Archive for November, 2011

The Skill List Project: Scene Design

This is another post in The Skill List Project: an attempt to list all the skills involved in writing and selling fiction, particularly science fiction and fantasy. Last time around, I talked about the flow of plot from scene to scene. This time, we’ll be looking at the skill of designing a single scene, once […]

What Are Your Favorite Re-Readable Books?

The Thanksgiving holiday is looming, and I’m actually traveling right now, so I’m going to keep this fairly brief, and I probably won’t be able to respond to comments due to lack of internet access.  But that doesn’t mean that you can’t continue this discussion amongst yourselves. I’m doing some graduate student mentoring at a […]

Research for writers, #4: Get Help

Sometimes the thing you want to research is either so unfamiliar to you or so obscure that you don’t even know where to start. The strategies for these two scenarios are not quite the same, because the root problem is not the same. In the former case, you may be facing an abundance of information, […]

Secrets of Writing – Transitions

I don’t often write about the craft of writing – there are a lot of people out there a lot better at it than I am, and they can teach it a lot better than I can, too.  But transitions are an aspect of writing I don’t hear discussed a lot, and I think they’re […]

Electronic Means Never Needing to Say “I’m Sorry.”

I am not perfect. Shocking admission, I know. But I have to admit – I *was* shocked when I first published SORCERY AND THE SINGLE GIRL, the second volume in my Jane Madison series.  I had carefully done a great deal of research about various aspects of witchcraft — runes and herbs and crystals… One […]

Author Information

James Alan Gardner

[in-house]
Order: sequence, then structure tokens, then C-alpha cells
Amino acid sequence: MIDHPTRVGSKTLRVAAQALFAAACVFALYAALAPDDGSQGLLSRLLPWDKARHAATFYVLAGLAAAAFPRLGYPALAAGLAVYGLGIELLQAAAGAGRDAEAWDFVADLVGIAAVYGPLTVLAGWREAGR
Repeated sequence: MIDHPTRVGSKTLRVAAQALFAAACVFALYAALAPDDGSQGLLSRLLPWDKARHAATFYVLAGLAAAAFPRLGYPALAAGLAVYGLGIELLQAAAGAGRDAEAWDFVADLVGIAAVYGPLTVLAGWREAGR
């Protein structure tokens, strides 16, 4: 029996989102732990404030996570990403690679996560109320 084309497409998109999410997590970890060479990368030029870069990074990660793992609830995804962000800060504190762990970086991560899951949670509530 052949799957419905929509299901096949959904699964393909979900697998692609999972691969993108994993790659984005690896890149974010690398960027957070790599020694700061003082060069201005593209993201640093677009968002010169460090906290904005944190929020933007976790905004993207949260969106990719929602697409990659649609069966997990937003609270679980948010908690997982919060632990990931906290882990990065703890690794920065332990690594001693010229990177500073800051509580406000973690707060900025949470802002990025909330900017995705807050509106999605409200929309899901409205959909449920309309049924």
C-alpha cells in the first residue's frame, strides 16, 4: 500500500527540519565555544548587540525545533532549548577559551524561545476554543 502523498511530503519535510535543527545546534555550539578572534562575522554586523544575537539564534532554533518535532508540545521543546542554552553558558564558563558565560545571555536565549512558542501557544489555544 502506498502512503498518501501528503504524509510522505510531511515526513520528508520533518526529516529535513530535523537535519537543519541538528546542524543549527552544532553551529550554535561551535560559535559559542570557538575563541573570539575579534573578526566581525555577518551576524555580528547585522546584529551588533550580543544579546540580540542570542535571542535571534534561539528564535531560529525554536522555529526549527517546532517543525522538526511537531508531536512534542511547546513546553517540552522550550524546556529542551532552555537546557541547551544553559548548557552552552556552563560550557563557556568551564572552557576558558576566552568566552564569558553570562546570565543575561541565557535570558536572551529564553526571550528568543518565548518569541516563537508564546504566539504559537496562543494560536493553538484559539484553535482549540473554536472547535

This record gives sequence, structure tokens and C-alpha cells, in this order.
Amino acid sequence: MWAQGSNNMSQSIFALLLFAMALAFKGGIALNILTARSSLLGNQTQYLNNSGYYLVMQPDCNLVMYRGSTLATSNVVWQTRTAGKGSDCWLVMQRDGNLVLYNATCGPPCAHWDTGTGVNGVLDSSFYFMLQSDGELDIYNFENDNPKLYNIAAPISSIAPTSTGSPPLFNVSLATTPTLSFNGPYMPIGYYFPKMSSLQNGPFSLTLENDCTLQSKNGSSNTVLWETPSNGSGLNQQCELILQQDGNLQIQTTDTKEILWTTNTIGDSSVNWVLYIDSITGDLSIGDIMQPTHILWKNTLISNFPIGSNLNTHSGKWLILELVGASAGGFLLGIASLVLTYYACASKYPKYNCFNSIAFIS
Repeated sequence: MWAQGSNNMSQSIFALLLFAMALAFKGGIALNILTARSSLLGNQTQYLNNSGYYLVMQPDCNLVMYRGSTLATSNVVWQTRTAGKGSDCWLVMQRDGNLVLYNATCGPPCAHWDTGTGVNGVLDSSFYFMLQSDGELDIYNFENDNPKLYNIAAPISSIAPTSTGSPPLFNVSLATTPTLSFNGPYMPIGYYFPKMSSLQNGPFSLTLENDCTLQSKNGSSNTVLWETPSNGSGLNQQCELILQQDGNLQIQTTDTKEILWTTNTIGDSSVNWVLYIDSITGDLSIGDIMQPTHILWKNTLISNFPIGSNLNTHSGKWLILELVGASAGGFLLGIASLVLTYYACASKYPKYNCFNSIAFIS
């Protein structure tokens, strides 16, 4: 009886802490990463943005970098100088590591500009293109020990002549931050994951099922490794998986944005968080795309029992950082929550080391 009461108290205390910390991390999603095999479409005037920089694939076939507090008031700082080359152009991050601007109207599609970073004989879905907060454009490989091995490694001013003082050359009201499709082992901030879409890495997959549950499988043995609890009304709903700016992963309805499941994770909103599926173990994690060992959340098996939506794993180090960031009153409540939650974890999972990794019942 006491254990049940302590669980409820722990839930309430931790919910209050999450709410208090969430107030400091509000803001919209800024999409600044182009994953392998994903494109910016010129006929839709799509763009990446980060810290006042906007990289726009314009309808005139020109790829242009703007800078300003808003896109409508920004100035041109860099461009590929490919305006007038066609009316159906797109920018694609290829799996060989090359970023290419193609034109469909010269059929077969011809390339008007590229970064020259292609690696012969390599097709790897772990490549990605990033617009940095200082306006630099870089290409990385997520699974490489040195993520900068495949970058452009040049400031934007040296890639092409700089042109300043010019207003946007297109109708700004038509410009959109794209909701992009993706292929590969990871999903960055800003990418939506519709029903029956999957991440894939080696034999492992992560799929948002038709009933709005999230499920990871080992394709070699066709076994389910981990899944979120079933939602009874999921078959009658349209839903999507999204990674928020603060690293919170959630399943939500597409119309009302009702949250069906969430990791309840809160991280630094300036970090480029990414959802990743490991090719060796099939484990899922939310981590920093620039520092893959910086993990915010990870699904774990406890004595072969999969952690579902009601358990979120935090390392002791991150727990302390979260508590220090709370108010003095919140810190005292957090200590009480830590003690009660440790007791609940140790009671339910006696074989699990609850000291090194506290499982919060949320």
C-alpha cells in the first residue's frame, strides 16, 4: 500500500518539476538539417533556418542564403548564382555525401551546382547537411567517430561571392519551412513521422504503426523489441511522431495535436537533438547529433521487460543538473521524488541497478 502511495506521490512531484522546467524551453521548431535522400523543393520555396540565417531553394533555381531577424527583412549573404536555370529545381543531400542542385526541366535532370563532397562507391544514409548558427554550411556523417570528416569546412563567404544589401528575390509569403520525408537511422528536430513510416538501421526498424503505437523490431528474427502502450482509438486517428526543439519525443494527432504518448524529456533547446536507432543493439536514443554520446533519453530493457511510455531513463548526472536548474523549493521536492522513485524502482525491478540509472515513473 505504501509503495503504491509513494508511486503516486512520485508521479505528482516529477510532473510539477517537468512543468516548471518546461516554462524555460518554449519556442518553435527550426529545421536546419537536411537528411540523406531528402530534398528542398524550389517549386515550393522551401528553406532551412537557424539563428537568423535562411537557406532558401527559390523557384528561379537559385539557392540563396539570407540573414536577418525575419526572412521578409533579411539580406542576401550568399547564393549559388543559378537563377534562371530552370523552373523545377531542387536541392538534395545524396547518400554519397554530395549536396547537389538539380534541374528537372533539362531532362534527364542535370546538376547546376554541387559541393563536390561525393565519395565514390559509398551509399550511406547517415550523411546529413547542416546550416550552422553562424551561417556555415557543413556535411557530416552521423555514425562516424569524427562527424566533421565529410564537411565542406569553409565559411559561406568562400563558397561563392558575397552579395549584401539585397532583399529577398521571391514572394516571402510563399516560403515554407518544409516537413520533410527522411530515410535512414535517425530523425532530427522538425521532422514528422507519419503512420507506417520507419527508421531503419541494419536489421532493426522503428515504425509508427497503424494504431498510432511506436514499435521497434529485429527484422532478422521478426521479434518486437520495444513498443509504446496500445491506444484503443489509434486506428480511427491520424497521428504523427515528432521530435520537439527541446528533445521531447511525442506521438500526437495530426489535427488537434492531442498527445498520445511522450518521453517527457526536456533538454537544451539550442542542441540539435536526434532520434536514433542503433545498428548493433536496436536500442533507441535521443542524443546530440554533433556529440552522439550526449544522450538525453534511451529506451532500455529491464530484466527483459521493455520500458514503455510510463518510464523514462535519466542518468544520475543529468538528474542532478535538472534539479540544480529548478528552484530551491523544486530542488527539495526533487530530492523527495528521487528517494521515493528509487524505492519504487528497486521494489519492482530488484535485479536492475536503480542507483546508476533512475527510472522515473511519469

James Alan Gardner got his M.Math from the University of Waterloo with a thesis on black holes...and then he immediately started writing science fiction instead. He's been a finalist for the Hugo and Nebula awards, and has won the Theodore Sturgeon Memorial Award as well as the Aurora award (twice). He's published seven novels (beginning with "Expendable"), plus a short story collection and (for street cred) a Lara Croft book. He cares deeply about words and sentences, and is working his way up to paragraphs. Visit site.

David B. Coe

David B. Coe (http://www.DavidBCoe.com) is the Crawford award-winning author of the LonTobyn Chronicle, the Winds of the Forelands quintet, the Blood of the Southlands trilogy, and a number of short stories. Writing as D.B. Jackson (http://www.dbjackson-author.com), he is the author of the Thieftaker Chronicles, a blend of urban fantasy, mystery, and historical fiction. David is also part of the Magical Words group blog (http://magicalwords.net), and co-author of How To Write Magical Words: A Writer’s Companion. In 2010 he wrote the novelization of director Ridley Scott’s movie, Robin Hood. His books have been translated into more than a dozen languages. Visit site.

Marie Brennan

Marie Brennan is the author of more than forty short stories and seven novels, the most recent of which is the urban fantasy Lies and Prophecy. Visit site.

S.C. Butler

Butler is the author of The Stoneways Trilogy from Tor Books: Reiffen's Choice, Queen Ferris, and The Magician's Daughter. Find out what Reiffen does with magic, and what magic does with him... Visit site.

Mindy Klasky

Mindy Klasky is the author of eleven novels, including WHEN GOOD WISHES GO BAD and HOW NOT TO MAKE A WISH in the As You Wish Series. She also wrote GIRL'S GUIDE TO WITCHCRAFT, SORCERY AND THE SINGLE GIRL, and MAGIC AND THE MODERN GIRL, about a librarian who finds out she's a witch. Mindy also wrote the award-winning, best-selling Glasswrights series and the stand-alone fantasy novel, SEASON OF SACRIFICE. Visit site.

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